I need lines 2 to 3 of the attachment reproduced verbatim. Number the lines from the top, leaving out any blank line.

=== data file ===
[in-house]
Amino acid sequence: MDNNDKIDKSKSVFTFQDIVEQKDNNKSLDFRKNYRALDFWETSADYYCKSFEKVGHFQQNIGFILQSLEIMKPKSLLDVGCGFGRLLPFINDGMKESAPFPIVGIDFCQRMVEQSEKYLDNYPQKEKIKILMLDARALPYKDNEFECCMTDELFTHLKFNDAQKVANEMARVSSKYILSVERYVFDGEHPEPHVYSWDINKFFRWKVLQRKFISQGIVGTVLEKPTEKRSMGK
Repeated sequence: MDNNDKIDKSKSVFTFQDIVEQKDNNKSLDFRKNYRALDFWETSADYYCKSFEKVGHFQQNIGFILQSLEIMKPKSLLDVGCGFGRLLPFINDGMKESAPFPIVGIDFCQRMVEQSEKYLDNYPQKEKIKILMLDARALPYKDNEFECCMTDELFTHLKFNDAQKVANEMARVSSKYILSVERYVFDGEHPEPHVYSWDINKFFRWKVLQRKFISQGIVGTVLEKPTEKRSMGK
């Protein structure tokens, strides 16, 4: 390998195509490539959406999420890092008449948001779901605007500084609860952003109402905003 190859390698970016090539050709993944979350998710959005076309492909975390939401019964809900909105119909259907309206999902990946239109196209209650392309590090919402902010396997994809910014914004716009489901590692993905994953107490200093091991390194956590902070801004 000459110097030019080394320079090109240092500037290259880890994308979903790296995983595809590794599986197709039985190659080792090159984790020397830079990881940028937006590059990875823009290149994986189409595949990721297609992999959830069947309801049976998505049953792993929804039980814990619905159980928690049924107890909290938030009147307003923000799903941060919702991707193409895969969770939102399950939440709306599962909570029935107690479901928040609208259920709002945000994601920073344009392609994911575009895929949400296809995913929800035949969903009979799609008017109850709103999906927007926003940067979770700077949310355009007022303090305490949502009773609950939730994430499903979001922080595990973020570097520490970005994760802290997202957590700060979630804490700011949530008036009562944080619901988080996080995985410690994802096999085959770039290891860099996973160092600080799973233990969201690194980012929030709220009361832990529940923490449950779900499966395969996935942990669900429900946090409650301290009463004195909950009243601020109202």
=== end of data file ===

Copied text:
Amino acid sequence: MDNNDKIDKSKSVFTFQDIVEQKDNNKSLDFRKNYRALDFWETSADYYCKSFEKVGHFQQNIGFILQSLEIMKPKSLLDVGCGFGRLLPFINDGMKESAPFPIVGIDFCQRMVEQSEKYLDNYPQKEKIKILMLDARALPYKDNEFECCMTDELFTHLKFNDAQKVANEMARVSSKYILSVERYVFDGEHPEPHVYSWDINKFFRWKVLQRKFISQGIVGTVLEKPTEKRSMGK
Repeated sequence: MDNNDKIDKSKSVFTFQDIVEQKDNNKSLDFRKNYRALDFWETSADYYCKSFEKVGHFQQNIGFILQSLEIMKPKSLLDVGCGFGRLLPFINDGMKESAPFPIVGIDFCQRMVEQSEKYLDNYPQKEKIKILMLDARALPYKDNEFECCMTDELFTHLKFNDAQKVANEMARVSSKYILSVERYVFDGEHPEPHVYSWDINKFFRWKVLQRKFISQGIVGTVLEKPTEKRSMGK